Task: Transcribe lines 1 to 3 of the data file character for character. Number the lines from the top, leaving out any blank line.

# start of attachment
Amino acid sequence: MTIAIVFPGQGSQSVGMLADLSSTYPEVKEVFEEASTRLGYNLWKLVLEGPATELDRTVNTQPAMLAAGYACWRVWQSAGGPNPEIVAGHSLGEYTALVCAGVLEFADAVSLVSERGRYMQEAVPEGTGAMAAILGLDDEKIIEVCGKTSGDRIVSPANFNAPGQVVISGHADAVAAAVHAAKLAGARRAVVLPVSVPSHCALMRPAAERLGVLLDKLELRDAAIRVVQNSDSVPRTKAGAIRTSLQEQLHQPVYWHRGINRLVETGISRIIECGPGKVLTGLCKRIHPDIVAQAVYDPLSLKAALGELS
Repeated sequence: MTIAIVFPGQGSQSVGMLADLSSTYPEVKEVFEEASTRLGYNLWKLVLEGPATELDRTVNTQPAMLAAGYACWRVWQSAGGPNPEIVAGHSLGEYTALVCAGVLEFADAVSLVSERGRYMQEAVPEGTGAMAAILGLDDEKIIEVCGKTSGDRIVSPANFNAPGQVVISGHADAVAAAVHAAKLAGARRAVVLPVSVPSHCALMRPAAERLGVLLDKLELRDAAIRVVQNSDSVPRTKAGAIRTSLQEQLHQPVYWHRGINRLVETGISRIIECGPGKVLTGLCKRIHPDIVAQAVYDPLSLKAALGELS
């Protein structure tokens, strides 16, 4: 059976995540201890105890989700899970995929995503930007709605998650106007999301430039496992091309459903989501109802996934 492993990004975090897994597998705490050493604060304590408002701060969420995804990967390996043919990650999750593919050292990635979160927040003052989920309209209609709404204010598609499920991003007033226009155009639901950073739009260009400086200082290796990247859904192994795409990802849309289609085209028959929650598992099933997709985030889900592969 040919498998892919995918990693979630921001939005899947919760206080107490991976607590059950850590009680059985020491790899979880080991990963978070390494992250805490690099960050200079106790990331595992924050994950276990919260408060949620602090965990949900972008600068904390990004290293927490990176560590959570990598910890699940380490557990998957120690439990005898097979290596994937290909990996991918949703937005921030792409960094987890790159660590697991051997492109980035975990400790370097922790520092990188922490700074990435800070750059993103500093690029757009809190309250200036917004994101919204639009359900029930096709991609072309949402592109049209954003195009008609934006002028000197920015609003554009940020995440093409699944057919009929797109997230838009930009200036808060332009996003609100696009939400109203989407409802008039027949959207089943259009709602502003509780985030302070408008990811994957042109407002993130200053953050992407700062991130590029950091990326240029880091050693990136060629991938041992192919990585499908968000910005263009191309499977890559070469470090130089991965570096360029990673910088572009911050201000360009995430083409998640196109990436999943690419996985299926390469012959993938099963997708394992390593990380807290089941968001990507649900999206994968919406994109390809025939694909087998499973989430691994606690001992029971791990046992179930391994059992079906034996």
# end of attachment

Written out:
Amino acid sequence: MTIAIVFPGQGSQSVGMLADLSSTYPEVKEVFEEASTRLGYNLWKLVLEGPATELDRTVNTQPAMLAAGYACWRVWQSAGGPNPEIVAGHSLGEYTALVCAGVLEFADAVSLVSERGRYMQEAVPEGTGAMAAILGLDDEKIIEVCGKTSGDRIVSPANFNAPGQVVISGHADAVAAAVHAAKLAGARRAVVLPVSVPSHCALMRPAAERLGVLLDKLELRDAAIRVVQNSDSVPRTKAGAIRTSLQEQLHQPVYWHRGINRLVETGISRIIECGPGKVLTGLCKRIHPDIVAQAVYDPLSLKAALGELS
Repeated sequence: MTIAIVFPGQGSQSVGMLADLSSTYPEVKEVFEEASTRLGYNLWKLVLEGPATELDRTVNTQPAMLAAGYACWRVWQSAGGPNPEIVAGHSLGEYTALVCAGVLEFADAVSLVSERGRYMQEAVPEGTGAMAAILGLDDEKIIEVCGKTSGDRIVSPANFNAPGQVVISGHADAVAAAVHAAKLAGARRAVVLPVSVPSHCALMRPAAERLGVLLDKLELRDAAIRVVQNSDSVPRTKAGAIRTSLQEQLHQPVYWHRGINRLVETGISRIIECGPGKVLTGLCKRIHPDIVAQAVYDPLSLKAALGELS
């Protein structure tokens, strides 16, 4: 059976995540201890105890989700899970995929995503930007709605998650106007999301430039496992091309459903989501109802996934 492993990004975090897994597998705490050493604060304590408002701060969420995804990967390996043919990650999750593919050292990635979160927040003052989920309209209609709404204010598609499920991003007033226009155009639901950073739009260009400086200082290796990247859904192994795409990802849309289609085209028959929650598992099933997709985030889900592969 040919498998892919995918990693979630921001939005899947919760206080107490991976607590059950850590009680059985020491790899979880080991990963978070390494992250805490690099960050200079106790990331595992924050994950276990919260408060949620602090965990949900972008600068904390990004290293927490990176560590959570990598910890699940380490557990998957120690439990005898097979290596994937290909990996991918949703937005921030792409960094987890790159660590697991051997492109980035975990400790370097922790520092990188922490700074990435800070750059993103500093690029757009809190309250200036917004994101919204639009359900029930096709991609072309949402592109049209954003195009008609934006002028000197920015609003554009940020995440093409699944057919009929797109997230838009930009200036808060332009996003609100696009939400109203989407409802008039027949959207089943259009709602502003509780985030302070408008990811994957042109407002993130200053953050992407700062991130590029950091990326240029880091050693990136060629991938041992192919990585499908968000910005263009191309499977890559070469470090130089991965570096360029990673910088572009911050201000360009995430083409998640196109990436999943690419996985299926390469012959993938099963997708394992390593990380807290089941968001990507649900999206994968919406994109390809025939694909087998499973989430691994606690001992029971791990046992179930391994059992079906034996």